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Mihaela Letiţia Crăciun

9 Februarie 2011
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‘Poets, never write for salons!’

Bacovia is dead, long live Bacovia!

mihaela-letitia-craciun

The landscape of literary museology in Bucharest is rather dull compared to the number and good name of the writers who lived in a city that used to be a small market town.

Laws prejudice and citizens regulate

The metropolitan museums devoted to writers are less than one hand: Tudor Arghezi - Mărţişor, George and Agatha Bacovia, Liviu Rebrenu, Ion Minulescu - Claudia Millian and George Calinescu.

All of them, patrimony included, were donations, ‘charity’: generous gifts for which the Romanian government did not move one finger.

Bacovia
  • born in September 1881 in Bacău, died on May 22, 1957 in Bucharest
  • his birth name is George Andone Vasiliu
  • formed as a writer in the French literary School of Symbolism
  • in 1923 was awarded by the Ministry of Arts for the volume ‘Lead’
  • in 1925 was awarded, together with Lucian Blaga, the prize for poetry by the Romanian Writers’ Society
  • in 1934 received the National Prize for poetry, together with Tudor Arghezi.
On the contrary, the donation made by Agatha Bacovia, the poet’s wife, was delayed for a decade because of the bureaucratic maze.

Corneliu Lupeş, the coordinator of the ‘Memorial Houses’ section within the National Museum of the Romanian Literature, provides a further argument: ‘62-year old Agatha did not know that back then it was difficult not only to gain your rights, but, paradoxically enough, to grant them as well.’

‘I understand how hard it is to receive, but not to give something; it is incredible to see the terms in which a donation can be refused.’   

10 years for a donation

One year after the death of George Bacovia the government adopted the phrase ‘Collection of public utility’ and used it to get rid of any financial implications.

The disguised refusal was confirmed by documents and notices issued by the institutions of that time. The maintenance of the patrimony remained in the exclusive care of his wife and son, Gabriel Bacovia. Almost 10 years after Bacovia’s death, in 1966, the government accepted the donation. That is when the Memorial Museum was established.

Gabriel Bacovia, the son of the two writers, spent his childhood in this ‘democratic neighbourhood’, as Bacovia himself described it.

Briel, as his friends and family used to call him, took care of the cultural inheritance after his mother died and organised the Bacovia literary circle in his parents’ house.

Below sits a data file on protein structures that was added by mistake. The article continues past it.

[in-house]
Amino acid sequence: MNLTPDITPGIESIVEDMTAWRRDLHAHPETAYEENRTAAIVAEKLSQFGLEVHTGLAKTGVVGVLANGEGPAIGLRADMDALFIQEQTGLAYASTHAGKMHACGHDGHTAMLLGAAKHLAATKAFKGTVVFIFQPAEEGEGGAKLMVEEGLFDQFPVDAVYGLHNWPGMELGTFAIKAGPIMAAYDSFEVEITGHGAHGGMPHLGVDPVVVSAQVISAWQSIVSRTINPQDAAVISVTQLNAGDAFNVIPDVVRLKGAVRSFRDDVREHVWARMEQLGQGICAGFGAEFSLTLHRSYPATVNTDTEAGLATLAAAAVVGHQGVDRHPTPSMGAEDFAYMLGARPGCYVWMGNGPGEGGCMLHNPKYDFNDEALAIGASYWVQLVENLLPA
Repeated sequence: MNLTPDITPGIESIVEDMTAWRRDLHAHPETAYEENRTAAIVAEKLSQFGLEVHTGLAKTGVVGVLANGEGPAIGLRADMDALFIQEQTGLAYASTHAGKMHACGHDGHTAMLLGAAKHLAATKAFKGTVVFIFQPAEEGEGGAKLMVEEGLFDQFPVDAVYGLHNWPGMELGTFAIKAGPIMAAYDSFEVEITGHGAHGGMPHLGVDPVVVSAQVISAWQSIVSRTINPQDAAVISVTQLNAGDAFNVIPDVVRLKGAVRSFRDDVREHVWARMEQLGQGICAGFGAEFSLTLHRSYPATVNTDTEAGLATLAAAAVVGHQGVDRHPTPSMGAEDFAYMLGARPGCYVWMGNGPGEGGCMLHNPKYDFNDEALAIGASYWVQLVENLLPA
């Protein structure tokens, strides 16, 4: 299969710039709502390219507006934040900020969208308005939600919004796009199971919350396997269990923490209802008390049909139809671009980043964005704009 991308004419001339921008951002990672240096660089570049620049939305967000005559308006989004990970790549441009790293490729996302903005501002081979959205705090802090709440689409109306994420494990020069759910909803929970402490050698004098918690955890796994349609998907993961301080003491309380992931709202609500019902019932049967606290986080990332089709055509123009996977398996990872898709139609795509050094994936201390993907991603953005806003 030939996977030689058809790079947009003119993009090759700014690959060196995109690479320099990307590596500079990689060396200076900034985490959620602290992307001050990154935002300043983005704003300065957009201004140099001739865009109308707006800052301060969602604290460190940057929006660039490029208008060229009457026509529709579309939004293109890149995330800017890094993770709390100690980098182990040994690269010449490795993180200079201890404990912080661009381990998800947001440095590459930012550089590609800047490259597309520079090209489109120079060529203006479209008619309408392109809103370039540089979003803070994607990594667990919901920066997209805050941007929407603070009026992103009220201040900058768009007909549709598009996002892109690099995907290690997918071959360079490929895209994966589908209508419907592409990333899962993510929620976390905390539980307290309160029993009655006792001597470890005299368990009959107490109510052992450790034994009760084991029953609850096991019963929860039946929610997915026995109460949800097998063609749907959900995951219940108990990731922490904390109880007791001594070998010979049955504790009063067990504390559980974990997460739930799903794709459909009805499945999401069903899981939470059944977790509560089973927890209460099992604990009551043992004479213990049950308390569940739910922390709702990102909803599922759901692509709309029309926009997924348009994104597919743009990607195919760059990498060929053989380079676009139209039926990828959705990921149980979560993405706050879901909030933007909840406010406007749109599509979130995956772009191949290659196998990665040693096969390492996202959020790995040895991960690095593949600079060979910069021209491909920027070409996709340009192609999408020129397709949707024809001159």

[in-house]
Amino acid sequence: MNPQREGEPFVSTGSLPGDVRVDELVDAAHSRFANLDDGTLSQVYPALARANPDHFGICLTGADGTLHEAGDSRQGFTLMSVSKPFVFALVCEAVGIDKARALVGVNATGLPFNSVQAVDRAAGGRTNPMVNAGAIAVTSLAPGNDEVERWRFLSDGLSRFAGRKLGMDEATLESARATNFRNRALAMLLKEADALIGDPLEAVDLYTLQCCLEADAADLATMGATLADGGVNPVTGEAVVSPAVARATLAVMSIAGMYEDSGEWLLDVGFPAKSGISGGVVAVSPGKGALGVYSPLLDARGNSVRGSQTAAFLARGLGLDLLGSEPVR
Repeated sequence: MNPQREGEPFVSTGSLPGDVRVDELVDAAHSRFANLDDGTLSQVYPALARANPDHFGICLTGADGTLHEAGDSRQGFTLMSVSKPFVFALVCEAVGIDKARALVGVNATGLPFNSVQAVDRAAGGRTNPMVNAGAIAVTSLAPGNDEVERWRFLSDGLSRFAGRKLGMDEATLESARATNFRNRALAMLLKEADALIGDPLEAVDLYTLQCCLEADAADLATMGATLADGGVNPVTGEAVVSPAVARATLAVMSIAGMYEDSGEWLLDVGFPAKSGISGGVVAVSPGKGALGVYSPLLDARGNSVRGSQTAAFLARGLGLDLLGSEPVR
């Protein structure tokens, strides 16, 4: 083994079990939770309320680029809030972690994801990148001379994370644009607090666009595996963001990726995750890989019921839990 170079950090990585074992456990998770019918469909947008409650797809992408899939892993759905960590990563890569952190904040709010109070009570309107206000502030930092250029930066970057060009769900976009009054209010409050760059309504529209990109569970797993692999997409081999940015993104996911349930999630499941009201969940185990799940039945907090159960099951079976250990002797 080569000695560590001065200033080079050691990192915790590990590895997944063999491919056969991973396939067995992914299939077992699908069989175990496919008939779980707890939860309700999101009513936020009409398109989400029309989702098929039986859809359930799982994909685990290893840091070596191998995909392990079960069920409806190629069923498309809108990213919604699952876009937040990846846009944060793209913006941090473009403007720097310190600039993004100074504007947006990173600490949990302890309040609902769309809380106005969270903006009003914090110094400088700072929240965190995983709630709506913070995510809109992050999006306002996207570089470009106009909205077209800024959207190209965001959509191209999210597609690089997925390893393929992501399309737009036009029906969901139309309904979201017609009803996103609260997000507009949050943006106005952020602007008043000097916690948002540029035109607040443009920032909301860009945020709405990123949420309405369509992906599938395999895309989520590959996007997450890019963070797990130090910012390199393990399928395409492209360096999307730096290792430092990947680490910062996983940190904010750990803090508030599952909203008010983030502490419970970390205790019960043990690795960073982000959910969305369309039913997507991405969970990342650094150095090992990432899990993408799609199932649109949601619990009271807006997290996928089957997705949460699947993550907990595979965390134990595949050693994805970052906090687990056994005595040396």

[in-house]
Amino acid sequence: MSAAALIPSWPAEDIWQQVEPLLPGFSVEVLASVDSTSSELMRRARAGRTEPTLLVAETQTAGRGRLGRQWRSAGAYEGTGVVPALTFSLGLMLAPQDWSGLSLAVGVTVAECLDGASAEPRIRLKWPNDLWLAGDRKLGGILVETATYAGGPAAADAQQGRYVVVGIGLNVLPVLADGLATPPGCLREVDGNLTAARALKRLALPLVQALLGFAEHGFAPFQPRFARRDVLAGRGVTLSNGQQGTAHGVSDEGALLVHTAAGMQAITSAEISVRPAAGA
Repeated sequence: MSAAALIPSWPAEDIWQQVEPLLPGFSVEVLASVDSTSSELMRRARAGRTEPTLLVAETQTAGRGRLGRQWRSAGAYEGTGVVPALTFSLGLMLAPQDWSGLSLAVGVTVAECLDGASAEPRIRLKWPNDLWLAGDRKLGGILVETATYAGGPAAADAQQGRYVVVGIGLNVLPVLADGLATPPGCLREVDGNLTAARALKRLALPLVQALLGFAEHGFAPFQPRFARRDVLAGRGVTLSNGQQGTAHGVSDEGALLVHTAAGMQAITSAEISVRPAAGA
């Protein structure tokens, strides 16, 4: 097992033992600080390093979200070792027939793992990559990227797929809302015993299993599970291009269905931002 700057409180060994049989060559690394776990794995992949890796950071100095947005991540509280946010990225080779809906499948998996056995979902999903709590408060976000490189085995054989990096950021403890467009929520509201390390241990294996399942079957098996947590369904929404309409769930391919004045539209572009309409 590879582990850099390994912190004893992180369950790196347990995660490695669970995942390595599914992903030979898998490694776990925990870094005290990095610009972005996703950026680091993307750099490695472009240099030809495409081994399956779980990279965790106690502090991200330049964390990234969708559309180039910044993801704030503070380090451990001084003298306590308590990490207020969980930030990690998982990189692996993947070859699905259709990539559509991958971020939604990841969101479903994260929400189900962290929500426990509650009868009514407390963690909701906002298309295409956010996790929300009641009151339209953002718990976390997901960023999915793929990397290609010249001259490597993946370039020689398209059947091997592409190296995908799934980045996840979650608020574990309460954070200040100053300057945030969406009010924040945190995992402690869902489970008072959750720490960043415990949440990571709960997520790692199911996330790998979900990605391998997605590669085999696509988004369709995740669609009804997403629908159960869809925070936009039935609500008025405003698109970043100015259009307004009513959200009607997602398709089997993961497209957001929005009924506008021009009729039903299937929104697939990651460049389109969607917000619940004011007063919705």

The George and Agatha Bacovia Memorial House is neighbours with Tudor Arghezi’s ‘Mărţişor’.

The two museums celebrate ‘the memory of the representative of the first two letters of the poetry alphabet’, Corneliu Lupeş quotes Gabriel Bacovia whom he met back when he was the curator of the museum.

George Bacovia exceeded the expectations of his time. He was born in a Moldavian market town which he always missed. He spent a great deal of his life travelling between Bacău and Bucharest. He was not fond of Bucharest and the capital city did not receive him with open arms either.

He studied law and got his license in a profession he never really practised. He divided his time between writing and playing the violin, between his family and a job as a clerk, between the grey of the streets and the monotony of his chamber.

The world of the Lacustrine

At a crossroads of paths and time, between the Giurgiului and Olteniţei streets, a back street bears the name of George Bacovia. Its story begins in 1933.

At that time, the small street full of Bacovian memories was called Frăsinetului and was located outside town, in the Şerban Vodă village.

Seven decades ago, the grey of the outskirts was typically Bacovian, as well as the modest households that resembled their own house built with savings and loans. 

The big city and its noise remained far from the neighbourhood with a cemetery, with a pub in the corner of the street and monotonous streets. All Bacovia was left with was the leaden outskirts and the garden in front of his house.

Back then the small street and the house were very similar to the world of Bacău, the poet’s home town. ‘In Bacău grey is a frequent colour’, Bacovia wrote. ‘I borrowed it from nature and used it in my poems.

Violet too. I’ve written most of my poems starting with familiar elements and autobiographical data.’ However, even if Bacovia had been born in Tecuci, he would have still written Bacovian poetry’, somebody once said.  

Poetry: Poverty

Perhaps Bacovia enjoyed his isolated little house, a miniature building with three rooms, which was a sign of a precarious financial situation.

The first outlines that define the Bacovian atmosphere start with the neighbourhood that hosted him. ‘Bacovia’s house is located in a proletarian neighbourhood, isolated, pauper.